Court Rules Punch to the Groin Was No “Accident”

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Q: An insurance policy covers bodily injury "caused by an occurrence," and defines "occurrence" as an "accident." Does the policy cover an injury caused by conduct that was deliberate but not intended to cause injury?

A: No.

Q: Does the result change if the injury was caused by one friend punching another in the groin as part of a tradition of consensual "horseplay" of this kind?

A: Um, no. 

Q: What if —

A: No.

Or at least that's what the California Court of Appeal held.

Unsurprisingly, alcohol was involved in this matter, although more surprisingly, it also involved a tradition of groin-punching. The lawsuit arose from the parties' attendance at a baseball game at which the defendant (Mr. Frake) allegedly became "very intoxicated." After leaving the game, the plaintiff (Mr. King) "tried to strike Frake in the groin, but Frake blocked the attempt. Shortly thereafter, Frake retaliated … and struck King in the groin." The complaint alleged that Frake struck King with a "closed fist," whereupon "Defendant FRAKE laughed triumphantly in having achieved a direct hit to Plaintiff's testicles, while he screamed various swear words …."

King later alleged that he had suffered injuries to said testicles, injuries that sound serious but frankly any injury of that kind is going to sound serious to me. Maybe they were serious, because the case went to trial and a jury awarded King's testicles over $200,000 each. State Farm had defended the case, reserving its rights to argue that its policy did not cover this "occurrence," and the opinion in State Farm v. Frake resulted from this later dispute.

According to the opinion, State Farm's investigation included a conversation with Frake's mom, who "stated that Frake, King and their friends had a 'tradition' of 'grabbing each other's testicles.' [Parents] had repeatedly warned their children against engaging in such conduct because they feared 'someone might get hurt,' [but] the 'behavior continued.'" Frake confirmed this tradition, which he referred to as a "cycle of horseplay," or as he described it at trial, "testicular tagging":

During this 'consensual' ritual, one person would normally try to 'slap or hit [another person] in . . .the groin area,' and the recipient would then 'attempt to return [the slap or hit].' According to Frake, the practice was so common that his friends would 'greet each other with a one-arm hug,' while covering their 'groin area' with the other arm for 'protection in case [someone] decided to . . . instigate th[e] horseplay." Frake stated that [he] and his friends had, 'per usual,' been engaging in 'horseplay . . . [that] continued throughout the whole weekend."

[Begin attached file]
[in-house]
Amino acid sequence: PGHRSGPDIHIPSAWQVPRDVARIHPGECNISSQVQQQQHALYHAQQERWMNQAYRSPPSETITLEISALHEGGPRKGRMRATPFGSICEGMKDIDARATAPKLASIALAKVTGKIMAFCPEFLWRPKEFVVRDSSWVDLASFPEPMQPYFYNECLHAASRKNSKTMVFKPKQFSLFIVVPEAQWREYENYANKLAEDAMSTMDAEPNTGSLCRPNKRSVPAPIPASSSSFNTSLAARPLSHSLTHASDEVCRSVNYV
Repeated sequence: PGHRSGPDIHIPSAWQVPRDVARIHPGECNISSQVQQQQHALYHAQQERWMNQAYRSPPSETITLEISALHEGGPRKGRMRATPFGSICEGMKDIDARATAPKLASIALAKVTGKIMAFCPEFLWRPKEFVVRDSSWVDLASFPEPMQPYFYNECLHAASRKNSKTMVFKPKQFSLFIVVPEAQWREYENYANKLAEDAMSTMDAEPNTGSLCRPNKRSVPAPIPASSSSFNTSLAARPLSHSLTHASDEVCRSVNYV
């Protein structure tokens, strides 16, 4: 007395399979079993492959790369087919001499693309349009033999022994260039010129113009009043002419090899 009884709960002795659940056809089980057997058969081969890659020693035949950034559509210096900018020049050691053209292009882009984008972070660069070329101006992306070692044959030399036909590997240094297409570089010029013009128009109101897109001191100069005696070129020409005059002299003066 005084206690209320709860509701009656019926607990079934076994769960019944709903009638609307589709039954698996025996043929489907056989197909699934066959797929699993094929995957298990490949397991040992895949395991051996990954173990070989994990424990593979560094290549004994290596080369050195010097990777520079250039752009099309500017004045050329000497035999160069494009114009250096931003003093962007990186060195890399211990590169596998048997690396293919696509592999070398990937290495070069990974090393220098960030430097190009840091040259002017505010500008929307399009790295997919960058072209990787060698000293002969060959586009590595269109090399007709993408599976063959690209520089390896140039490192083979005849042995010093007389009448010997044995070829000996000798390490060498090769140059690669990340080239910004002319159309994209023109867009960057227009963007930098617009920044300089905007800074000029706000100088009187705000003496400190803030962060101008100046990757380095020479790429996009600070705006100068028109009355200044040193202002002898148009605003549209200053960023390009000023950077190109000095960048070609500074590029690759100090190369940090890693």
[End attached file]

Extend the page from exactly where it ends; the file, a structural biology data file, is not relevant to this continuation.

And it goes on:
Frake conceded that he had attempted to "horseplay" but denied he had used a closed fist or intended to cause injury, and (less believably) denied that the groin strike was even "intentional," at least in the sense meant by the policy. He cited a 2008 case holding that "accident" can include instances in which an injury is an "unexpected or unintended consequence of the insured's conduct," and the trial court agreed that under that authority, State Farm had a duty to defend.

The Court of Appeal did not agree. It distinguished the 2008 case, in which the defendant had been trying to throw the plaintiff into a pool but didn't throw him far enough. Here, the court pointed out, there was no "intervening unintended act" between the groin-punching and the injury. More importantly, that case is likely wrong, because, as a more recent one clarified, California law states that the relevant question is whether the act, not the injury, was "accidental." Here, the groin-punching was not accidental, nor was the "testicular tagging" itself. "Indeed," the court noted, "by targeting the area of King's groin, it was completely foreseeable and expected that Frake might strike King's testicles, as apparently had happened numerous times in the past." The court ordered judgment to be entered for State Farm.

Please be on notice, gentlemen of America, that the rituals of consensual horseplay that we have evolved (or failed to evolve away from) over the past two million years should not include punching a friend in the groin. Triumphant laughter and the screaming of swear words remain viable options.